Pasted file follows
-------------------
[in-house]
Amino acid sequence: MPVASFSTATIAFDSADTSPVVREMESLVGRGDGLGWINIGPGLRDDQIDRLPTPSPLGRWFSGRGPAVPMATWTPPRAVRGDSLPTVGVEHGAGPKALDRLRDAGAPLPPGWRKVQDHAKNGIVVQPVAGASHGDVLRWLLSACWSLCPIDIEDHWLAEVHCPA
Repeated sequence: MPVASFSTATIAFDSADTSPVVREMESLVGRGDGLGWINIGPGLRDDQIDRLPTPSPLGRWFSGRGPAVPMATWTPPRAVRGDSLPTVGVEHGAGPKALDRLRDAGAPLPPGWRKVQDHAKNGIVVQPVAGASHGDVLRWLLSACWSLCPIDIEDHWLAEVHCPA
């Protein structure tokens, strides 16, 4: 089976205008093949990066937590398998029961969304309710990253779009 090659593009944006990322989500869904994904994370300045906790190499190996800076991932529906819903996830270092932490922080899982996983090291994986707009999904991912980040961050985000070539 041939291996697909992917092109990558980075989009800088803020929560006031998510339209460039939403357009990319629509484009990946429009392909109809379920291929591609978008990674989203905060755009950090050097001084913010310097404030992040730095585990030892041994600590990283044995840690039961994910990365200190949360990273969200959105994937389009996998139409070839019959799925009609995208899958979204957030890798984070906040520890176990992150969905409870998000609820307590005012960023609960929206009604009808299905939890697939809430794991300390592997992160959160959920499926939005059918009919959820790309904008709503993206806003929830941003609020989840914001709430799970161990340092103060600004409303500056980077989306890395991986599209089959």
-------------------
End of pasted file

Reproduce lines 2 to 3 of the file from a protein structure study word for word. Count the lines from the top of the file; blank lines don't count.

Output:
Amino acid sequence: MPVASFSTATIAFDSADTSPVVREMESLVGRGDGLGWINIGPGLRDDQIDRLPTPSPLGRWFSGRGPAVPMATWTPPRAVRGDSLPTVGVEHGAGPKALDRLRDAGAPLPPGWRKVQDHAKNGIVVQPVAGASHGDVLRWLLSACWSLCPIDIEDHWLAEVHCPA
Repeated sequence: MPVASFSTATIAFDSADTSPVVREMESLVGRGDGLGWINIGPGLRDDQIDRLPTPSPLGRWFSGRGPAVPMATWTPPRAVRGDSLPTVGVEHGAGPKALDRLRDAGAPLPPGWRKVQDHAKNGIVVQPVAGASHGDVLRWLLSACWSLCPIDIEDHWLAEVHCPA